Thursday, April 1, 2010
April Fool's Day...!
Once again, the day for jokes and pranks is here!
I'll admit that in my younger days, I pulled a few good ones myself...usually with my running buddy, Biff! But ours were nothing in comparison to some of the major, imaginative pranks pulled over the years!
I thought you might like to read about some of these...just in case you haven't heard them before!
* Alabama Changes the Value of Pi:
The April 1998 newsletter of New Mexicans for Science and Reason contained an article written by physicist Mark Boslough claiming that the Alabama Legislature had voted to change the value of the mathematical constant pi. This claim originally appeared as a news story in the 1961 science fiction novel Stranger in a Strange Land by Robert A. Heinlein, however.
* Spaghetti trees:
The BBC television programme Panorama ran a famous hoax in 1957, showing Italians harvesting spaghetti from trees. They had claimed that the despised pest, the spaghetti weevil, had been eradicated. A large number of people contacted the BBC wanting to know how to cultivate their own spaghetti trees. It was, in fact, filmed in St Albans.
* Left Handed Whoppers:
In 1998, Burger King ran an ad in USA Today, saying that people could get a Whopper for left-handed people whose condiments were designed to drip out of the right side. Not only did customers order the new burgers, but some specifically requested the "old", right-handed burger.
* Taco Liberty Bell:
In 1996, Taco Bell took out a full-page advertisement in The New York Times announcing that they had purchased the Liberty Bell to "reduce the country's debt" and renamed it the "Taco Liberty Bell." When asked about the sale, White House press secretary Mike McCurry replied tongue-in-cheek that the Lincoln Memorial had also been sold and would henceforth be known as the Lincoln Mercury Memorial.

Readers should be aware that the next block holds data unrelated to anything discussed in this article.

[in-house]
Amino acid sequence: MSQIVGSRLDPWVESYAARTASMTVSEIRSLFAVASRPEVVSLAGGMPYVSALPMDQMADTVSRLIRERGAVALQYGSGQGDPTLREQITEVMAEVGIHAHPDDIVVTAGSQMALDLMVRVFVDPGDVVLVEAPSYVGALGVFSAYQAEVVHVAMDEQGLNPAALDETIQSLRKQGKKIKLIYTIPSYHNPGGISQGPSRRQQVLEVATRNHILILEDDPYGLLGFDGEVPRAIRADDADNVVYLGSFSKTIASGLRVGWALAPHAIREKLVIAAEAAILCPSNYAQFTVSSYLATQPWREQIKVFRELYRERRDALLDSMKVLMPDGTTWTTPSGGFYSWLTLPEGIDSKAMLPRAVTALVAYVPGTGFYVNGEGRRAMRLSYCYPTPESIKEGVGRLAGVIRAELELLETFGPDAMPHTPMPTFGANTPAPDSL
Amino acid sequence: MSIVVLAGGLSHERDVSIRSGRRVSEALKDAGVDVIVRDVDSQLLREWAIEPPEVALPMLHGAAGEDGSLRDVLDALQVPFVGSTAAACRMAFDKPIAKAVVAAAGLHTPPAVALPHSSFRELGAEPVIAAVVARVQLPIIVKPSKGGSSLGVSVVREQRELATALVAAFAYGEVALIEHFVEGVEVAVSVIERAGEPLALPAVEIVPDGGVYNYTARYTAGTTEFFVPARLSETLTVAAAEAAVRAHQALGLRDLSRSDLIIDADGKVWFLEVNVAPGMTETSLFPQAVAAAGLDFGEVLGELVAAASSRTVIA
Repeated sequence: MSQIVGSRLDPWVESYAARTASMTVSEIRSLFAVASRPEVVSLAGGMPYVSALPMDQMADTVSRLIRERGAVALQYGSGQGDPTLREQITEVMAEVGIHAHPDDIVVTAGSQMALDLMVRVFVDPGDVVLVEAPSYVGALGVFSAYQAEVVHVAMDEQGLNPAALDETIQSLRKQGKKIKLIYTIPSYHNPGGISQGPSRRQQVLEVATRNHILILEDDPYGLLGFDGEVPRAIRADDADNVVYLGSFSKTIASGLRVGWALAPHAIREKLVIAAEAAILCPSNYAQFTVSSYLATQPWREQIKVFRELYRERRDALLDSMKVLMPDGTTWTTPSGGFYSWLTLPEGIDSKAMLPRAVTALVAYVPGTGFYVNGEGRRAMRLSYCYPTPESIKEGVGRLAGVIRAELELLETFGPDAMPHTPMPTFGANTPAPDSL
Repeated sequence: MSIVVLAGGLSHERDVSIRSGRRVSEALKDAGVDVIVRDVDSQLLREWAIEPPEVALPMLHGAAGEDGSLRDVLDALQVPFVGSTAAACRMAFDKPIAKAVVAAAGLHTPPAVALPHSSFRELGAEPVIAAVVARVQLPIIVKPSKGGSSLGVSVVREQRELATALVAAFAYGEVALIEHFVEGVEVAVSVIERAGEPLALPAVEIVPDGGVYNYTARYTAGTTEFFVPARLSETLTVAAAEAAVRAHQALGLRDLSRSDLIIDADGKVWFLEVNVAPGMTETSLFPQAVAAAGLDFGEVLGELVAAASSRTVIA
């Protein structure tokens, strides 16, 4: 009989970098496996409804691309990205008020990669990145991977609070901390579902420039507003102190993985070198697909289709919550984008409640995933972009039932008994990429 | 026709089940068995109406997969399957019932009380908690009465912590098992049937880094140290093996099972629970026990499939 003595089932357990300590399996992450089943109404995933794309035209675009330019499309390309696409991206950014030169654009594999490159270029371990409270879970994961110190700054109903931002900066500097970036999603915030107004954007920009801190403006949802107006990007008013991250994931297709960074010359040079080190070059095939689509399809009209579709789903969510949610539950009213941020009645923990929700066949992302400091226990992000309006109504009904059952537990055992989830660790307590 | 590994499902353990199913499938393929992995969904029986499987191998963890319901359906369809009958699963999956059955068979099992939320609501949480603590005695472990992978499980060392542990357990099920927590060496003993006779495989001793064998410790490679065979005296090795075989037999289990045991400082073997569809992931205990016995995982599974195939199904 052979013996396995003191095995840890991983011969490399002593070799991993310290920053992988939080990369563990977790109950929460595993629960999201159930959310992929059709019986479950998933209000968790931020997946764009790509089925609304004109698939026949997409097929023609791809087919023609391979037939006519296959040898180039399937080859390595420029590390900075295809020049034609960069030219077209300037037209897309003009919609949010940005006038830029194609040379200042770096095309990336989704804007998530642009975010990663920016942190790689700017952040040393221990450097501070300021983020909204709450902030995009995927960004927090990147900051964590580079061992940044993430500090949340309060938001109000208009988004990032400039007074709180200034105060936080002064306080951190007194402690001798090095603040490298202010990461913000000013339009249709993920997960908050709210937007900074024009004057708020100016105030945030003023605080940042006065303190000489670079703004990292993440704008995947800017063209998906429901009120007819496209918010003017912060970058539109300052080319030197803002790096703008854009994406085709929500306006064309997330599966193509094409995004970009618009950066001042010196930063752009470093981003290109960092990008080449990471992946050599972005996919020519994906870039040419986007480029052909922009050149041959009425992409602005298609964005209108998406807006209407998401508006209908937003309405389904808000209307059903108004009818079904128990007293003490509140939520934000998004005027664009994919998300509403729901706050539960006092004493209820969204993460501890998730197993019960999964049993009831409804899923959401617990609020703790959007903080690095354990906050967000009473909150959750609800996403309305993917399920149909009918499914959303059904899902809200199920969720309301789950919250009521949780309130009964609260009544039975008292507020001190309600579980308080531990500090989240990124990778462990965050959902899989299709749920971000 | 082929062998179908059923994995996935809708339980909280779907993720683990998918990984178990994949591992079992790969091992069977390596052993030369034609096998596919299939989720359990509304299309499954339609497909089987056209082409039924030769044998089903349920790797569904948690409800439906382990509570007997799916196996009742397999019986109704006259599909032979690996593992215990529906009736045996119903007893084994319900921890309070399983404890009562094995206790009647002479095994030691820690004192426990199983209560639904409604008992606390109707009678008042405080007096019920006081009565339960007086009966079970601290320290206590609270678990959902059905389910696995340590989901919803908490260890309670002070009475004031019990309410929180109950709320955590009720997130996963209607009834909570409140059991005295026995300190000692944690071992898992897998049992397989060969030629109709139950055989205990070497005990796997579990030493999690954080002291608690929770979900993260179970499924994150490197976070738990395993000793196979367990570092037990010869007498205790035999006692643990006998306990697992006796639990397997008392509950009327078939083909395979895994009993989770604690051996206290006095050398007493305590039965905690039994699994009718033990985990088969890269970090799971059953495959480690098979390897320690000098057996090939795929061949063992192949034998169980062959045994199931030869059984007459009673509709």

Wikipedia's Main Page on April 1, 2007.
The featured article write-up purposely confuses U.S. President George Washington with an inventor of the same name.
* San Serriffe:
The Guardian printed a supplement in 1977 praising this fictional resort, its two main islands (Upper Caisse and Lower Caisse), its capital (Bodoni), and its leader (General Pica). Intrigued readers were later disappointed to learn that San Serriffe (Sans serif) did not exist except as references to typeface terminology. (This comes from a Jorge Luis Borges story.)
* DT Day:
In 2008 fliers were handed on Brigham Young University campus, saying that the last in a series of dorm buildings being torn down was scheduled to be imploded on April 1. Hundreds of people eagerly turned up to see the implosion, but to their consternation it never happened. The culprits of this prank remain unknown.
* Decimal time:
Repeated several times in various countries, this hoax involves claiming that the time system will be changed to one in which units of time are based on powers of 10.
In 1965, the BBC purported to conduct a trial of a new technology allowing the transmission of odor over the airwaves to all viewers. Many viewers reportedly contacted the BBC to report the trial's success. In 2007, the BBC website repeated an online version of the hoax.
* Tower of Pisa:
The Dutch television news reported in the 1950s that the Tower of Pisa had fallen over. Many shocked people contacted the station.
* Write Only Memory:
Signetics advertised Write Only Memory IC databooks in 1972 through the late 1970s.
* The Canadian news site bourque.org announced in 2002 that Finance Minister Paul Martin had resigned "in order to breed prize Charolais cattle and handsome Fawn Runner ducks."
You have to admit that this makes most of the pranks pulled by the average person seem rather tame! I think a very loud "well done" is in order for the folks that pulled these gems, don't you?
Now, my friends, let's get some fresh coffee and sit at the kitchen table...no pranks this morning. I promise!